Second, providing employees with effective training and education is essential to having an effective compliance program. When the healthcare compliance survey indicates deficiencies in this area the compliance training program must be reviewed. Specifically, look to the survey results to understand what about the training is ineffective or insufficient. The survey results may show that employees are not aware of their requirement to complete annual compliance training or that the training did not adequately explain the purpose and operation of the compliance program or that employees were not sufficiently trained on compliance-related policies and procedures. These results specifically tell a compliance officer what areas in the training need to be revised, and perhaps enhanced with more content. There are many healthcare compliance solutions for training. In today’s tech-savvy work environment, delivering training online is the most logical and cost effective solution. Look for a training vendor that can provide a customized compliance training program; an added bonus would be a vendor that develops the training for you. First, the training must be customized to your unique organization. Compliance concerns for a skilled nursing facility are different from a teaching hospital. There will be similar compliance areas, e.g., HIPAA, False Claims Act, but the training must reflect only relevant compliance concerns. Second, engage a vendor that is a healthcare compliance specialist so that they develop the training for you. Similarly with the policies and procedures, a healthcare compliance specialist are experts in healthcare compliance and will ensure that all major compliance concerns are sufficiently addressed and can be understood by all levels of the workforce.
Third, implement effective lines of communication for employees to report actual or potential wrongdoing. Making a hotline available to employees is not an option, it is a must do. Employees need a channel to report if and when they are not comfortable reporting directly to their manager or in-person to the compliance officer. A weak hotline program will be revealed in the survey results. For example, the survey results may show that employees do not know how to use the compliance hotline or that they are afraid to report suspected wrongdoing or that they are not aware the organization has a non-retaliation and non-retribution policy for those who report suspected wrongdoing in good faith. The healthcare compliance solution in this case is to implement a robust hotline reporting program. The best option is to utilize a third-party vendor. Why? First, employees’ confidence in the hotline program will increase, particularly in small organizations. Employees will truly feel they remain anonymous because the vendor does not know them, will not recognize their voice nor will their phone number be known, particularly when they call from work. Second, hotline vendors provide 24/7 call coverage will a call center associate. Internal hotlines can at best have a voice mailbox activated for after hour calls. Employees are reluctant to leave recorded messages. Look for a hotline vendor that has experience with healthcare compliance reports and has current clients in the healthcare industry.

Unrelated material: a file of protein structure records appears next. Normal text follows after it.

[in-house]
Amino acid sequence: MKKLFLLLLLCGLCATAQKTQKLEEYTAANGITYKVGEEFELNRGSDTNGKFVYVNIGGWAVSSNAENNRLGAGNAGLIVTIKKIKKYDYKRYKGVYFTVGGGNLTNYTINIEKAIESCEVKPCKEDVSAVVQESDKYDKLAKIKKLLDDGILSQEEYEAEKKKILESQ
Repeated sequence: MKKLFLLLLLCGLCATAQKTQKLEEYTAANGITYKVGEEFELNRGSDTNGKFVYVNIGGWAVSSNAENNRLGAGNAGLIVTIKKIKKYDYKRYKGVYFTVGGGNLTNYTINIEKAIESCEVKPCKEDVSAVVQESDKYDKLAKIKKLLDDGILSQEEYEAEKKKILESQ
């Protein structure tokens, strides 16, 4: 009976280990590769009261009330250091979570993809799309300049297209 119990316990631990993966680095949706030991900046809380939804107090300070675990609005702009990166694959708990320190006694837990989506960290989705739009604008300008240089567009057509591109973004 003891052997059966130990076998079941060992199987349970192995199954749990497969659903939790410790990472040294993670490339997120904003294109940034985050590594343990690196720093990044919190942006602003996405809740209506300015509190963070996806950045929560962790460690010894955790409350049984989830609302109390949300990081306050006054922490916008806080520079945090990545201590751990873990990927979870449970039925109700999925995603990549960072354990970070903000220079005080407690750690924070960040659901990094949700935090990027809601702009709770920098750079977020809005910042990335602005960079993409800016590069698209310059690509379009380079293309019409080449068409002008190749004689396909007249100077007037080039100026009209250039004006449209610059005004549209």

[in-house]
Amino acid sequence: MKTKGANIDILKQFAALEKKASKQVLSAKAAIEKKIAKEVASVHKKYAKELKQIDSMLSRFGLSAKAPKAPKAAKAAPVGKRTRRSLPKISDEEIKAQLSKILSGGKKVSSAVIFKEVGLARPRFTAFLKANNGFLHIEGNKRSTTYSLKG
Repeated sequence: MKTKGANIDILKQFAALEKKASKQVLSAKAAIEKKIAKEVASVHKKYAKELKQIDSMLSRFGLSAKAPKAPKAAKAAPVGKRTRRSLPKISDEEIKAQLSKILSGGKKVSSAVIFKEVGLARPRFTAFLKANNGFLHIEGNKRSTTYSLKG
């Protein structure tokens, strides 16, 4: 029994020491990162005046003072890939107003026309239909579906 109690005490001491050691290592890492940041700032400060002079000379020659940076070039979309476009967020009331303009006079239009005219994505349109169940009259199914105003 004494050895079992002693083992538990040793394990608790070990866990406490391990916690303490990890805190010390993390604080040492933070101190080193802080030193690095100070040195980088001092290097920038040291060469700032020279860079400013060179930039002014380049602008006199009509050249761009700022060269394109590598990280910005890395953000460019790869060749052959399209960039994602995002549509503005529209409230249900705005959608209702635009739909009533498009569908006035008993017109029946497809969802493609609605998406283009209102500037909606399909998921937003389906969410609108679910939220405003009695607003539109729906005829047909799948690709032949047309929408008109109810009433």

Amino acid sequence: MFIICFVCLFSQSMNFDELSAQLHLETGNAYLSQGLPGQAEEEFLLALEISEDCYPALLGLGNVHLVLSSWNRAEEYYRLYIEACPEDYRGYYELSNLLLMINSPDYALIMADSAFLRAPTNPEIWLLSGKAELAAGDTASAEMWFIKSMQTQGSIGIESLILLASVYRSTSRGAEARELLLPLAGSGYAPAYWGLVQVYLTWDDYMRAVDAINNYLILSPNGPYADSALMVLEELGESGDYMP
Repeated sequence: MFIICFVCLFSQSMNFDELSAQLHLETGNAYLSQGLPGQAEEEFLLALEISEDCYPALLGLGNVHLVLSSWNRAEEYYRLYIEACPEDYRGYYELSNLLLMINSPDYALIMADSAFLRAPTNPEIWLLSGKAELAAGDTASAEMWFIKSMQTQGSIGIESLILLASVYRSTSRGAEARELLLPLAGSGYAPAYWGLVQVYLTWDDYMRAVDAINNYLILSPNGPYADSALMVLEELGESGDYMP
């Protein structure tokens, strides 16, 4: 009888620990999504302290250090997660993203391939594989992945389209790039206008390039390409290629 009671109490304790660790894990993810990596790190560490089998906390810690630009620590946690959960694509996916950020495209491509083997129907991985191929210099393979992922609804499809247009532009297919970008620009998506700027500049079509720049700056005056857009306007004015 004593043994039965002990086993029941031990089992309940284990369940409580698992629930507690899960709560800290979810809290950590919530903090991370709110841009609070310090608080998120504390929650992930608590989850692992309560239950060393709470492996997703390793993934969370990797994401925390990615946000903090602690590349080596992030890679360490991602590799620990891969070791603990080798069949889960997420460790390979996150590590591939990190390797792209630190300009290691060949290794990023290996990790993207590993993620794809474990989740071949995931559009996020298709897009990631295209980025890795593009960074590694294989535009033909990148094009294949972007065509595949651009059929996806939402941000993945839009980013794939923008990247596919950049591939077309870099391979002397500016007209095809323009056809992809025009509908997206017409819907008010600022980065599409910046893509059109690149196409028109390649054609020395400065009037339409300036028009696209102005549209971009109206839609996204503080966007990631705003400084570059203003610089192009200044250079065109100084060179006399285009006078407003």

Compliance surveys can guide selecting the right healthcare compliance solutions for your compliance program. The healthcare compliance strategies outlined above can greatly improve your compliance program.